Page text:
Yesterday was the 40th anniversary of the release of Joy Division’s Unknown Pleasures. A radio astronomer celebrated by doing this.

When Joy Division released Unknown Pleasures on June 15, 1979, people were a little confused by the packaging. There was no mention of the name of the band nor were there any external liner notes. Instead, the all-black album featured this mysterious graphic.

That is one hundred pulses of a stellar object called a pulsar, specifically one called CP 1919 (technically PSR B1919+21) in the constellation of Vulpecula. It was discovered by a radio astronomer named Jocelyn Bell Burnell on November 26, 1967. It was the first pulsar ever discovered. The image was recorded by Harold Craft in 1970 when he was working on his PhD at the Arecibo Radio Telescope in Puerto Rico. (Read more on the scientific background here.)

The Unknown Pleasures artwork was designed by Peter Savile, Factory Records’ favourite graphic artist. He found the image in The Cambridge Encyclopaedia of Astronomy and was immediately struck by how this dead star was transmitting a signal that will go on forever. All he did was reverse the image into a negative version of what he saw in the book.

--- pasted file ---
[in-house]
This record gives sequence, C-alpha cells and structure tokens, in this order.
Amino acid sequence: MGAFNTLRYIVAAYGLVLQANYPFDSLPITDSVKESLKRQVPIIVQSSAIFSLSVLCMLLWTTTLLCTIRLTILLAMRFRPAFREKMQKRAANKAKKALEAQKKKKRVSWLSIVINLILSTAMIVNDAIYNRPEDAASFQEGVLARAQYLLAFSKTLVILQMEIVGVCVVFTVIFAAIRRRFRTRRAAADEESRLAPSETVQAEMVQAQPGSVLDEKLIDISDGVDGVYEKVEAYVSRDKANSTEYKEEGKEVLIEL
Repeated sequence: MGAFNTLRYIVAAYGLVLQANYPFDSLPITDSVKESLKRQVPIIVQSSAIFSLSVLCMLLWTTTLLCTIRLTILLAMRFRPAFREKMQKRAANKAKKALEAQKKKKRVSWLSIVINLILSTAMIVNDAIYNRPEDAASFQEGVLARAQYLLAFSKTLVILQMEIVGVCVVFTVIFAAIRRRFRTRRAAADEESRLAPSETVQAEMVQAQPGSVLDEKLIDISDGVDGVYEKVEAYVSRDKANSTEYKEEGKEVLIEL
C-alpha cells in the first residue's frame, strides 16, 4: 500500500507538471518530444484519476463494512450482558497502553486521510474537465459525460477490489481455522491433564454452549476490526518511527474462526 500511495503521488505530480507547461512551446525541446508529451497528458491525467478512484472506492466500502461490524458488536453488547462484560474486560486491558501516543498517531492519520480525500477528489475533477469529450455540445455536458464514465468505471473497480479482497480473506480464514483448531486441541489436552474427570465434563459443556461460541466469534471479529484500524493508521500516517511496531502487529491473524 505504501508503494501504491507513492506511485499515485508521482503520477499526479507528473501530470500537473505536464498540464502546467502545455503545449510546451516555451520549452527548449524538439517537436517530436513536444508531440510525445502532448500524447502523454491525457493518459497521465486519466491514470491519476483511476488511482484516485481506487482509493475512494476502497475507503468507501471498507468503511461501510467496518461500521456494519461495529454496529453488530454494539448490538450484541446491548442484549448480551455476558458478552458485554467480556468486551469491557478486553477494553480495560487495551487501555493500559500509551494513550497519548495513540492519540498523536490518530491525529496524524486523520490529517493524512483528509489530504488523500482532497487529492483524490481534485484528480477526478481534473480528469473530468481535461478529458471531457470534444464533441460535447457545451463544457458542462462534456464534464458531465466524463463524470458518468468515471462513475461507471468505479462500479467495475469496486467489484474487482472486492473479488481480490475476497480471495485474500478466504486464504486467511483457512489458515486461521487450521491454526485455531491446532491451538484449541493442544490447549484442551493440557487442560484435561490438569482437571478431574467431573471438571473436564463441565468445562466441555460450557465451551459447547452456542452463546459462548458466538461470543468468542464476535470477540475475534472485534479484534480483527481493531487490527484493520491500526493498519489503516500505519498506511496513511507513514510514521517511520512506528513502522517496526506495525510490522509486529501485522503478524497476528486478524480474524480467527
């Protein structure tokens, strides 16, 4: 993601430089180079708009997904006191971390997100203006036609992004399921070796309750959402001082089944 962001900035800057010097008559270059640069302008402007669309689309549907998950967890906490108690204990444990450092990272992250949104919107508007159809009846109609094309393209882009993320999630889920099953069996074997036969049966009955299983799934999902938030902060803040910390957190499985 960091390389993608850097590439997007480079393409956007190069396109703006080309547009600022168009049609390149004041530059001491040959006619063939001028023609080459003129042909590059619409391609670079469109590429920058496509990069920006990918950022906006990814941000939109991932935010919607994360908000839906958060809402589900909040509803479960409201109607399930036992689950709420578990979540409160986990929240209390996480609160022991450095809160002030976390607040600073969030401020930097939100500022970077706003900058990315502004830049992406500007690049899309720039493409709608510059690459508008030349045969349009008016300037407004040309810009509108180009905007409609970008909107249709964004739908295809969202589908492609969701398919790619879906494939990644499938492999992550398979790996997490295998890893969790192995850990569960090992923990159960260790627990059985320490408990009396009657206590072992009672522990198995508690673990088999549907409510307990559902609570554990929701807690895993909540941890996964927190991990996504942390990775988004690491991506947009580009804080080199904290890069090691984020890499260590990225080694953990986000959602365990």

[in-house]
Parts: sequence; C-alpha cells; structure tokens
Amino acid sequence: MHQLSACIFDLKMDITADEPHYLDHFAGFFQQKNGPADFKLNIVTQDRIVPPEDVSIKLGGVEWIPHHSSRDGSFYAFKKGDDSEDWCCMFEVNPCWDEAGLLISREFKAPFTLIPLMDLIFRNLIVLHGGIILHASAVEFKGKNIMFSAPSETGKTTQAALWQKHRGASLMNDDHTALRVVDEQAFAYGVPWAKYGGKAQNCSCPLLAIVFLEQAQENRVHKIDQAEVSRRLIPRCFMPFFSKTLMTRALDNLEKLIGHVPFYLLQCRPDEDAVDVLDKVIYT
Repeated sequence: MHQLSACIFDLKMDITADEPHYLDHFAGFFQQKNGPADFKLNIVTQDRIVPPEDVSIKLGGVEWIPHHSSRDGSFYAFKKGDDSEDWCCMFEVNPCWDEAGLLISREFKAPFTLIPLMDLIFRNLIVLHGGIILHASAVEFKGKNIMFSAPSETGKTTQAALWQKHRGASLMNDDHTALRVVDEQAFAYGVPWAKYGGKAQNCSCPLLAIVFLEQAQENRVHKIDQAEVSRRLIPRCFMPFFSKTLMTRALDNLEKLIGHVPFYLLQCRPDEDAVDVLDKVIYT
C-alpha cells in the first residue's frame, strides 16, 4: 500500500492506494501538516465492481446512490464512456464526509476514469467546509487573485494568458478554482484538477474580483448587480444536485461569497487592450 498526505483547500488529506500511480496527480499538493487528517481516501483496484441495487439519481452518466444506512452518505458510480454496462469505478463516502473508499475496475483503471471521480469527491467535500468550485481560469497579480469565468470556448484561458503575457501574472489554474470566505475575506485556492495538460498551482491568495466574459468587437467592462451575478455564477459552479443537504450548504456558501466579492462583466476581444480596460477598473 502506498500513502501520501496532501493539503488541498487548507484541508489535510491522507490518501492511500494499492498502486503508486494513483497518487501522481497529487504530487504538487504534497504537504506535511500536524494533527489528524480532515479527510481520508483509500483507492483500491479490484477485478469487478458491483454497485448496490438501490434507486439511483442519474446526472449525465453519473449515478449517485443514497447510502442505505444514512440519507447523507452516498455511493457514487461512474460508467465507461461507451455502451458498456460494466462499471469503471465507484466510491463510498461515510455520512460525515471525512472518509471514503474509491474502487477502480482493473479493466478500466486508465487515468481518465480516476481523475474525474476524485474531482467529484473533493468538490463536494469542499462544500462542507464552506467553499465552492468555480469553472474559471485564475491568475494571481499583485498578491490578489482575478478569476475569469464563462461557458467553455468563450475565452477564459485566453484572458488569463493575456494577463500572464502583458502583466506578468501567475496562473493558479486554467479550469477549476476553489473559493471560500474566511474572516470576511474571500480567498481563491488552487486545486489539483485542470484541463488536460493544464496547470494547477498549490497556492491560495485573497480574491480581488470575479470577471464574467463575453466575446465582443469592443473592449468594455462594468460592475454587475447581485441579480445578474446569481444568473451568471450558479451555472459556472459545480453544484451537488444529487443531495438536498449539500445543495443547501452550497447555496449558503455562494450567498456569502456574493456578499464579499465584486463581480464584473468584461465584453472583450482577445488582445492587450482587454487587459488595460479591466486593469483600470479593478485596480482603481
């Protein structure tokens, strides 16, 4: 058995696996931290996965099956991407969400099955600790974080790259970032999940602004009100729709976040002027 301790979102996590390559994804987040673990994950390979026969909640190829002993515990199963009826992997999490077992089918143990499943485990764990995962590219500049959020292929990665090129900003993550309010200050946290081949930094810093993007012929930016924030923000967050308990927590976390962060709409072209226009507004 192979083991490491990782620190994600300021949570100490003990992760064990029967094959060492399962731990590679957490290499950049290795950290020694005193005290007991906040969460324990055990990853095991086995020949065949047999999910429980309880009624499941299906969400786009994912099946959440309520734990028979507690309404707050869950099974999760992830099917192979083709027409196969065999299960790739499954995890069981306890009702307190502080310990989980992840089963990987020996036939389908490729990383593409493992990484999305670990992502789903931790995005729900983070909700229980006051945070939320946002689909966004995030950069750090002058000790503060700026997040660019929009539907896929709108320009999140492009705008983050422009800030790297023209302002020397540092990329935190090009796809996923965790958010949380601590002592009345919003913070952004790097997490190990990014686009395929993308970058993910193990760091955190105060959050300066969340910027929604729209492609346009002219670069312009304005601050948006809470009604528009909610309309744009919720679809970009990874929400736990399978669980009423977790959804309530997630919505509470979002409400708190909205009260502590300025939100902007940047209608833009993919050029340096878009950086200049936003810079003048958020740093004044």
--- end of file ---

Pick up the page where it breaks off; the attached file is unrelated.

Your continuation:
To celebrate the 40th anniversary of the album’s release, the boffins at the Jordrell Bank radio telescope in England made another observation of CP 1919 yesterday.

Nothing much has changed. It still has a period of exactly 1.3373 seconds and a pulse wide of 0.4 seconds. Cool, no?

By the way, there are at least two other pieces of music related to CP 1919. The first comes from the Max Richter Orchestra called “Journey (CP1919)” while the Arctic Monkeys used a sound based on the sound of the pulsar in the video for “Four Out of Five.”

Alan Cross

is an internationally known broadcaster, interviewer, writer, consultant, blogger and speaker. In his 30+ years in the music business, Alan has interviewed the biggest names in rock, from David Bowie and U2 to Pearl Jam and the Foo Fighters. He’s also known as a musicologist and documentarian through programs like The Ongoing History of New Music.

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